The World Encyclopedia
From a lecture by H. G. Wells on The World Encyclopedia to the Royal Institution of Great Britain, November 20, 1936
The day when an energetic journalist could gather together a few star contributors and a miscellany of compilers of very uneven quality to scribble him special articles, often tainted with propaganda and advertisement....is past. The modern World Encyclopedia should consist of selections, extracts, quotations, very carefully assembled with the approval of outstanding authorities in each subject, carefully collated and edited and critically presented.
[The World Encyclopedia] would give the specialist just that contact with the world at large which at present is merely caricatured by more or less elementary class-teaching, amateurish examination work and college administration. In my dream of a World Encyclopedia, I have a feeling that part of the scheme would be the replacement of the latter group of professional activities, the college business, tutoring, normal lecturing work and so on, by a new set of activities.... the watching brief to prevent the corruption of the popular mind. He will be redeemed from oddity, from shy preciousness and practical futility.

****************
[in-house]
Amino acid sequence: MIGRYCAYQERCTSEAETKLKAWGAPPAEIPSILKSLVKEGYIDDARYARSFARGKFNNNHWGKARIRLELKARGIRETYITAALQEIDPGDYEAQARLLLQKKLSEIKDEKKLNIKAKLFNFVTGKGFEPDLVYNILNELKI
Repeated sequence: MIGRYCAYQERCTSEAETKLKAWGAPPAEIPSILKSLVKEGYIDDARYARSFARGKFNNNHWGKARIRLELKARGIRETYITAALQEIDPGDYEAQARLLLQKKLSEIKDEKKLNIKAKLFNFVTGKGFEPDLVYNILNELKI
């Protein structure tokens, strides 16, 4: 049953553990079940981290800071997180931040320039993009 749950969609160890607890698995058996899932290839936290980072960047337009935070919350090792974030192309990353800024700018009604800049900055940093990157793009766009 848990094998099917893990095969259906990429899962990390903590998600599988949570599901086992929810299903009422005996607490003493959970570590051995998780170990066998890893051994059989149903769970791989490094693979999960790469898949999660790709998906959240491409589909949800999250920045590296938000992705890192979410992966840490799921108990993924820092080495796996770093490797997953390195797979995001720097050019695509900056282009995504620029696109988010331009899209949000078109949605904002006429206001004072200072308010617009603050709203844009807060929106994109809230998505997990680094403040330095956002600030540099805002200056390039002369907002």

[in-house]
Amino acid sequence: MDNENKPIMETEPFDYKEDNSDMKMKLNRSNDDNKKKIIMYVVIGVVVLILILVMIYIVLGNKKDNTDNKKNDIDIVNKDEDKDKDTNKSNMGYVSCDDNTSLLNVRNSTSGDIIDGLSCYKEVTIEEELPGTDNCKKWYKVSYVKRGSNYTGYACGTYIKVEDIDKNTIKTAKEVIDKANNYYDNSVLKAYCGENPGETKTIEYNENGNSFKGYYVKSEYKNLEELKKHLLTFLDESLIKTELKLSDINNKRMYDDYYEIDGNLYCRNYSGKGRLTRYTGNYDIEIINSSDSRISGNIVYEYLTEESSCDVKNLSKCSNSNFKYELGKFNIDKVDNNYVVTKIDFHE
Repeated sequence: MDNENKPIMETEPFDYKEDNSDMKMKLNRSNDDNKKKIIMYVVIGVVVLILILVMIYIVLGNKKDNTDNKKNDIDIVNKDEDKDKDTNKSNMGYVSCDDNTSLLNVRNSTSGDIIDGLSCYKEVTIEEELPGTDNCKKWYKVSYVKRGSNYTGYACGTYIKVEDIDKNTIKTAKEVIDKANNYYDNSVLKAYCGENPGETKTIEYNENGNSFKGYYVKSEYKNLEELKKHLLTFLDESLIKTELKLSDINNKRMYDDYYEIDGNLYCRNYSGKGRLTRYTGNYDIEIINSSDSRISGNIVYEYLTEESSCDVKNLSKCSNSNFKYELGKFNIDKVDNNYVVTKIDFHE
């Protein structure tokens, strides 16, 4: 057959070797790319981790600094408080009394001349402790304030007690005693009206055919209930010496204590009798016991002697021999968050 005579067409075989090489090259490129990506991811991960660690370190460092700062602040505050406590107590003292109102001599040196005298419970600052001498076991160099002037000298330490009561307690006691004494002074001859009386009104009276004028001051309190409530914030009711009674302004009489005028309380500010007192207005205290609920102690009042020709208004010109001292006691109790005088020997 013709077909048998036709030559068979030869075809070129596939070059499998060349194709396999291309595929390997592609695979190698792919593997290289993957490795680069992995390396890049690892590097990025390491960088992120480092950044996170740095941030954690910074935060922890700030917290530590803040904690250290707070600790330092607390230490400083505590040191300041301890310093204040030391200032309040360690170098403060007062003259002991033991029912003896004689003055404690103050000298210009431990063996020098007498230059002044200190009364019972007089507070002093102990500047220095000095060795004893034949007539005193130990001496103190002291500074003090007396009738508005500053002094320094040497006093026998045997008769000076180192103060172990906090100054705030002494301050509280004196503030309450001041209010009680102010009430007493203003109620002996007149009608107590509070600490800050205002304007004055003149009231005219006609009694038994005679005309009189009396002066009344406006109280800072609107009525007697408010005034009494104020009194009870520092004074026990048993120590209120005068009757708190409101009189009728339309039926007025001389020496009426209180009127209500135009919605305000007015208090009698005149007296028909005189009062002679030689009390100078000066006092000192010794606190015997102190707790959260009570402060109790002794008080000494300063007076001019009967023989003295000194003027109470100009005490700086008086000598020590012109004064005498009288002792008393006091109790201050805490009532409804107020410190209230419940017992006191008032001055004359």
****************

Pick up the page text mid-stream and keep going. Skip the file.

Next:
Our job may rather be to secure the use of copyrights, and induce leading exponents of this or that field of science or criticism to cooperate in the selection, condensation, expansion, or simplification of what they have already said so well.